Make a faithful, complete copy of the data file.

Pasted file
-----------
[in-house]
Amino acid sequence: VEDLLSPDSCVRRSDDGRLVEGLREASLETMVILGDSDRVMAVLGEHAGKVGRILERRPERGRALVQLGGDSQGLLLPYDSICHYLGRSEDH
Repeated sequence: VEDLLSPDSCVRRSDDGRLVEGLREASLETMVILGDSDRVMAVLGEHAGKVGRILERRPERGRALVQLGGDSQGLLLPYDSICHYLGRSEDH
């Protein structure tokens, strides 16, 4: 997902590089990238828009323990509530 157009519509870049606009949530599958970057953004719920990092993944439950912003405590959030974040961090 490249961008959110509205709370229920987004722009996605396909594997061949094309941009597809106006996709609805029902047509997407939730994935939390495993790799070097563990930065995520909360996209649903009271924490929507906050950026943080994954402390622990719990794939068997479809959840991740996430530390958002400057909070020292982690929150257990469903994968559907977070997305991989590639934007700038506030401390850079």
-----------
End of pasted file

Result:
[in-house]
Amino acid sequence: VEDLLSPDSCVRRSDDGRLVEGLREASLETMVILGDSDRVMAVLGEHAGKVGRILERRPERGRALVQLGGDSQGLLLPYDSICHYLGRSEDH
Repeated sequence: VEDLLSPDSCVRRSDDGRLVEGLREASLETMVILGDSDRVMAVLGEHAGKVGRILERRPERGRALVQLGGDSQGLLLPYDSICHYLGRSEDH
């Protein structure tokens, strides 16, 4: 997902590089990238828009323990509530 157009519509870049606009949530599958970057953004719920990092993944439950912003405590959030974040961090 490249961008959110509205709370229920987004722009996605396909594997061949094309941009597809106006996709609805029902047509997407939730994935939390495993790799070097563990930065995520909360996209649903009271924490929507906050950026943080994954402390622990719990794939068997479809959840991740996430530390958002400057909070020292982690929150257990469903994968559907977070997305991989590639934007700038506030401390850079």